• pbj1138@yahoo.com

    My story is a more commonplace outsider reaction.

    I was in my office, on the phone, trying to get our company’s 401k plan funding straightened out. When I heard a plane hit the WTC, I immediately thought it was a commercial passenger carrier – some colleagues insisted it had to a private plane, random thing. The spread of news and details wasn’t as instantaneous as it is now.

    I was shaken up and frightened and confused, like everyone, but continued with my work – we had a little B&W TV set up in the office & on CNN, I’m sure. It didn’t even occur to me to leave work and go get my kids (then 11 and 8) from school until after the 2d and 3d planes. I don’t think we even closed the office that day.

    I don’t remember a lot more than that – other than being on the phone with the 401k company, being very insistent and bossy and later thinking how surreal that was what I was doing (probably like a lot of people in the WTC, just doing their jobs). After that, I just remember how silent and strange it was with no planes flying overhead at all.

  • Nicki Salcedo

    I had the day off from work. I was with my sister and her two little girls. I had just walked into her house that morning when the first news reports started. We couldn’t understand. We couldn’t stop watching. Eventually, we had to stop because the news was too graphic and the girls were watching. My godmother had left New York City that morning and her airplane was grounded in Atlanta. My husband went to the airport to get her that night. Thousands of people were stranded. The highways were empty. I just remembered feeling very thankful that I was with my sister that day and with my mom and dad and godmother and husband that night. We lived in a condo off 25th street and Peachtree. I watched the skyline all night. I stopped watching regular broadcast TV in 2001. I have only seen the news online or public broadcast since then. I like to control what news I see. Ever since that day, I consciously look for good every day. This is a direct result of me fighting terror. I look for good. I find it every day. It’s just some days I have to look harder. And other days goodness walks up and taps me on the shoulder.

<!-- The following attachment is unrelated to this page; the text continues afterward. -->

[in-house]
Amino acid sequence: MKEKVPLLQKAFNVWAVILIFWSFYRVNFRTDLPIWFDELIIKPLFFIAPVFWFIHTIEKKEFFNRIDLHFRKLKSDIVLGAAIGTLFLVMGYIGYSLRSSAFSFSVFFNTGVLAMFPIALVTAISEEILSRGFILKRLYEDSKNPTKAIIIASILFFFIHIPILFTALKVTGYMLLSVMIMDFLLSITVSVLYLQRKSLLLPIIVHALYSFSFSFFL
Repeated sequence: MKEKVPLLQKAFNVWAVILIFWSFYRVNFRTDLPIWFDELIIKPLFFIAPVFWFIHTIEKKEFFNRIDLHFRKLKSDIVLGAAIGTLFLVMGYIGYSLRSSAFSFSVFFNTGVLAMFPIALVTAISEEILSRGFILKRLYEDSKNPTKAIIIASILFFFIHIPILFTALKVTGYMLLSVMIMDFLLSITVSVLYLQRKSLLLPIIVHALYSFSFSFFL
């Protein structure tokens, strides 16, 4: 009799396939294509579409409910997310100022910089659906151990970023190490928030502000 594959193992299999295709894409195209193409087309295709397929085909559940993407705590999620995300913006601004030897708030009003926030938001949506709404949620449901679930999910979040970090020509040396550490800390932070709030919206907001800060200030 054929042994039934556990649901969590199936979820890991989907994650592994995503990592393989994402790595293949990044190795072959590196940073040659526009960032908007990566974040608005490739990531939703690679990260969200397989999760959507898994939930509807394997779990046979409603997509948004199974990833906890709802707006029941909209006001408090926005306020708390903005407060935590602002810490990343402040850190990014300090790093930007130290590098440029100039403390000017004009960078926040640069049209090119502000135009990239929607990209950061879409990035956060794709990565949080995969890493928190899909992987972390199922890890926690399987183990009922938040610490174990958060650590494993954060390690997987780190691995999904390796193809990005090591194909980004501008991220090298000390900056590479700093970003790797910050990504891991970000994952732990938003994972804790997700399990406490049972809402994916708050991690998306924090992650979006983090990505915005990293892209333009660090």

• Parent in 2001

    On maternity leave, nursing my infant, watching the TV with horror as the story went on and on, first one tower collapsing, then the other, wondering what my Westchester student was hearing at school. Ms. Kuebler, the principal, handled it beautifully, contacting the parents, telling them that they blocked the students from the news so that parents could tell their children in the way they saw fit.

  • Decatur Momma

    This date always leaves me with a pit in my stomach. It’s still hard to look at the pictures without heartache. I lived and worked at ground zero. It was the only day in my life I felt that if I didn’t run I could die. I saw too many horrible things that day which are permanently engrained in my memory. Never take a moment of your life for granted.

  • william whitley

    I was a young attending anesthesiologist at Cornell, New York Hospital on 68th street. I was pulled off a heart surgery a few minutes after the second plane hit the WTC. We went into emergency shut down mode and I was initially assigned 10 medical students to act as manual ventilators for the massive influx of injured we were expecting. You could almost hear the intense buzz of stress. It was surreal. You could see the smoke plume through the windows drifting across the East River over Brooklyn.
    I was in the ER just as the first building collapsed. We only had a handful of patients but the anguish and anxiety was overwhelming. All 4 or the hospital’s EMT teams were killed instantly. The ER was in chaos. I helped intubate a lady with extensive burns and I took another lady in her 50s to the OR for open arm fractures. A younger man had basically carried her down the stairs from the 101st floor with her arm nearly torn off. She and the burn victim both survived.